Mechanics lies at the heart of most systems that involve some form of interaction with the physical environment, and Lie groups—from the group of rigid body motions to volume-preserving and affine transformations, and many others—arise in numerous such contexts. More generally, solving practical problems invariably involves choosing coordinates and computing in those coordinates. Although it may sound paradoxical, the coordinate-invariant methods of Lie groups and differential geometry offer the best insight into the question of how to choose coordinates when necessary, e.g., choosing a coordinate frame to bring the stiffness matrix associated with a rigid body to normal form [4], or dimension reduction of the dynamics equations for systems with constraints and symmetries [5]. The pedagogical challenge is to bring Lie group concepts and methods into the mainstream of applied mechanics research and education, by minimizing abstruse jargon and notation, and embracing coordinates while emphasizing the geometric properties of whatever is being calculated. We hope our review takes a step toward this goal.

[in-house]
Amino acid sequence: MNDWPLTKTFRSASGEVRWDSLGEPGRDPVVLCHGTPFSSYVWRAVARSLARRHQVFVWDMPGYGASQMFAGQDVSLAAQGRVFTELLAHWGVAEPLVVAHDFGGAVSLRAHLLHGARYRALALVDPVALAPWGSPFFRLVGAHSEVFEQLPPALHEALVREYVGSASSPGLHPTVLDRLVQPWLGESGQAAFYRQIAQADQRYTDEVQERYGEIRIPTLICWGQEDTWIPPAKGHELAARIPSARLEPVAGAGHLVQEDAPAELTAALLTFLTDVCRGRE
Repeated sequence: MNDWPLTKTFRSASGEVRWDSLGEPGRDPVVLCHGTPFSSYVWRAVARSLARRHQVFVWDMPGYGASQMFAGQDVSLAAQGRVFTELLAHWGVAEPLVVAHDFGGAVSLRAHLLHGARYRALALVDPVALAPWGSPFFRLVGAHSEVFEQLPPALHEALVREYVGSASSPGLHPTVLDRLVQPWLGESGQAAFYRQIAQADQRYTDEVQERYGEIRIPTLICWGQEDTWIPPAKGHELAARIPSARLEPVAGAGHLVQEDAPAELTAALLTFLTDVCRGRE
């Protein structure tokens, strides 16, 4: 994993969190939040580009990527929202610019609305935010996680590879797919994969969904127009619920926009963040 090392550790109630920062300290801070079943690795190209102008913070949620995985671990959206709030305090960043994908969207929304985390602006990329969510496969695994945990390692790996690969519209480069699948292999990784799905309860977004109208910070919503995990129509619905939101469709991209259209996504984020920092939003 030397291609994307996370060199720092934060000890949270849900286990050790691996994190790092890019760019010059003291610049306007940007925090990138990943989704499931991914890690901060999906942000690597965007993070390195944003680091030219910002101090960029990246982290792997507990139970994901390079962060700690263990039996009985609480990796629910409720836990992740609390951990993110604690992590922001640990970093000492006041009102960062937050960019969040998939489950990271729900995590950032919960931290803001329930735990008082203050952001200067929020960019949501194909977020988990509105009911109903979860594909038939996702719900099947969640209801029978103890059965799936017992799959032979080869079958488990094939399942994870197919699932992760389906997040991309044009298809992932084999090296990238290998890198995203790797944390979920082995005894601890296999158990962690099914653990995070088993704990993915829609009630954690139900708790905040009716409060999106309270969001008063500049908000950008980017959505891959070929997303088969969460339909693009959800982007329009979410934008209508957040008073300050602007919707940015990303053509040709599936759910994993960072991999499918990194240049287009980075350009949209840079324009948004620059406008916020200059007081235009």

References

Chirikjian, G. , 2018, “ Discussion of ‘Robot Dynamics: A Tutorial Review,” ASME Appl. Mech. Rev., 70(1), p. 015502.
Park, F. C. , Kim, B. , Jang, C. , and Hong, J. , 2018, “ Geometric Algorithms for Robot Dynamics: A Tutorial Review,” ASME Appl. Mech. Rev., 70(1), p. 010803. [CrossRef]
Chirikjian, G. , 2009, Stochastic Models, Information Theory, and Lie Groups, Vols. I–II, Birkhauser, Boston, MA. [CrossRef]
Loncaric, J. , 1987, “ Normal Forms of Stiffness and Compliance Matrices,” IEEE J. Rob. Autom., 3(6), pp. 567–572. [CrossRef]
Ostrowski, J. , 1999, “ Computing Reduced Equations for Robotic Systems With Constraints and Symmetries,” IEEE Trans. Rob. Autom., 15(1), pp. 111–123. [CrossRef]
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References

Chirikjian, G. , 2018, “ Discussion of ‘Robot Dynamics: A Tutorial Review,” ASME Appl. Mech. Rev., 70(1), p. 015502.
Park, F. C. , Kim, B. , Jang, C. , and Hong, J. , 2018, “ Geometric Algorithms for Robot Dynamics: A Tutorial Review,” ASME Appl. Mech. Rev., 70(1), p. 010803. [CrossRef]
Chirikjian, G. , 2009, Stochastic Models, Information Theory, and Lie Groups, Vols. I–II, Birkhauser, Boston, MA. [CrossRef]
Loncaric, J. , 1987, “ Normal Forms of Stiffness and Compliance Matrices,” IEEE J. Rob. Autom., 3(6), pp. 567–572. [CrossRef]
Ostrowski, J. , 1999, “ Computing Reduced Equations for Robotic Systems With Constraints and Symmetries,” IEEE Trans. Rob. Autom., 15(1), pp. 111–123. [CrossRef]